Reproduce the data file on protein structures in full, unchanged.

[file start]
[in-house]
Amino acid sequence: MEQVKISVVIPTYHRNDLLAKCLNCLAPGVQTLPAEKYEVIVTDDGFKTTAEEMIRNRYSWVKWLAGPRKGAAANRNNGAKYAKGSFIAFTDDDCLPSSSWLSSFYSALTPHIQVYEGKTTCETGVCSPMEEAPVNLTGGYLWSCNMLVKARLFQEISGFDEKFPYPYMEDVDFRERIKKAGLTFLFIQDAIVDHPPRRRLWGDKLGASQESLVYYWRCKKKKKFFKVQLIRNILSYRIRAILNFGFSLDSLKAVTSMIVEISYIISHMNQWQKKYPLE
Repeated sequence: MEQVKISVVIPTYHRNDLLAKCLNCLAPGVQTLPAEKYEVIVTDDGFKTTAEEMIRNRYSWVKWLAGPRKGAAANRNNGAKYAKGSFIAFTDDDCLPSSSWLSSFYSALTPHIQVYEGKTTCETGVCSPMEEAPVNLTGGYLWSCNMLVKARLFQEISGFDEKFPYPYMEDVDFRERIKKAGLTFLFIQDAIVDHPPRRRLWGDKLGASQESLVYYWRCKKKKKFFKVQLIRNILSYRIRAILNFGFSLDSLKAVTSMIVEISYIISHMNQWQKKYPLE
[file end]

[in-house]
Amino acid sequence: MEQVKISVVIPTYHRNDLLAKCLNCLAPGVQTLPAEKYEVIVTDDGFKTTAEEMIRNRYSWVKWLAGPRKGAAANRNNGAKYAKGSFIAFTDDDCLPSSSWLSSFYSALTPHIQVYEGKTTCETGVCSPMEEAPVNLTGGYLWSCNMLVKARLFQEISGFDEKFPYPYMEDVDFRERIKKAGLTFLFIQDAIVDHPPRRRLWGDKLGASQESLVYYWRCKKKKKFFKVQLIRNILSYRIRAILNFGFSLDSLKAVTSMIVEISYIISHMNQWQKKYPLE
Repeated sequence: MEQVKISVVIPTYHRNDLLAKCLNCLAPGVQTLPAEKYEVIVTDDGFKTTAEEMIRNRYSWVKWLAGPRKGAAANRNNGAKYAKGSFIAFTDDDCLPSSSWLSSFYSALTPHIQVYEGKTTCETGVCSPMEEAPVNLTGGYLWSCNMLVKARLFQEISGFDEKFPYPYMEDVDFRERIKKAGLTFLFIQDAIVDHPPRRRLWGDKLGASQESLVYYWRCKKKKKFFKVQLIRNILSYRIRAILNFGFSLDSLKAVTSMIVEISYIISHMNQWQKKYPLE